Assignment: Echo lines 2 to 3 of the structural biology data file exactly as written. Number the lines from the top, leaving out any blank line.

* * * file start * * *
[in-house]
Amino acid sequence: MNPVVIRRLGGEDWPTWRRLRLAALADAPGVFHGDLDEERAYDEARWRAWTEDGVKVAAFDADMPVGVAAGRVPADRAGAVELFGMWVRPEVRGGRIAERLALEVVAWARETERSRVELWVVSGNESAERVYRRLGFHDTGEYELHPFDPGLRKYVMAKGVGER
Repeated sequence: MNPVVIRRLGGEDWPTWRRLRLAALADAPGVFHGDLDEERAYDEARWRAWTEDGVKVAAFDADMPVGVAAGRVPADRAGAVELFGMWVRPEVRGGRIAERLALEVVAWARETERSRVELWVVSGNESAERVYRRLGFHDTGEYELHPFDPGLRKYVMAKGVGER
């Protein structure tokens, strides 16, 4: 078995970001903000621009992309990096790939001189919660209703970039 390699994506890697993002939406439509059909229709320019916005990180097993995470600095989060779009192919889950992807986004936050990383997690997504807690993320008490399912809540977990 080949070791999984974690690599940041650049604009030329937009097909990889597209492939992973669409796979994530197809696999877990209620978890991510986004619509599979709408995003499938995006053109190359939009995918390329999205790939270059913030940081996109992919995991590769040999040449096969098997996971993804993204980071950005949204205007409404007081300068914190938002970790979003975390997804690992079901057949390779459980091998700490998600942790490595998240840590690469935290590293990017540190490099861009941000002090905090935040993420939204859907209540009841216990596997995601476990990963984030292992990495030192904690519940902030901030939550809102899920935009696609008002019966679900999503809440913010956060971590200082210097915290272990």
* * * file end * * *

Amino acid sequence: MNPVVIRRLGGEDWPTWRRLRLAALADAPGVFHGDLDEERAYDEARWRAWTEDGVKVAAFDADMPVGVAAGRVPADRAGAVELFGMWVRPEVRGGRIAERLALEVVAWARETERSRVELWVVSGNESAERVYRRLGFHDTGEYELHPFDPGLRKYVMAKGVGER
Repeated sequence: MNPVVIRRLGGEDWPTWRRLRLAALADAPGVFHGDLDEERAYDEARWRAWTEDGVKVAAFDADMPVGVAAGRVPADRAGAVELFGMWVRPEVRGGRIAERLALEVVAWARETERSRVELWVVSGNESAERVYRRLGFHDTGEYELHPFDPGLRKYVMAKGVGER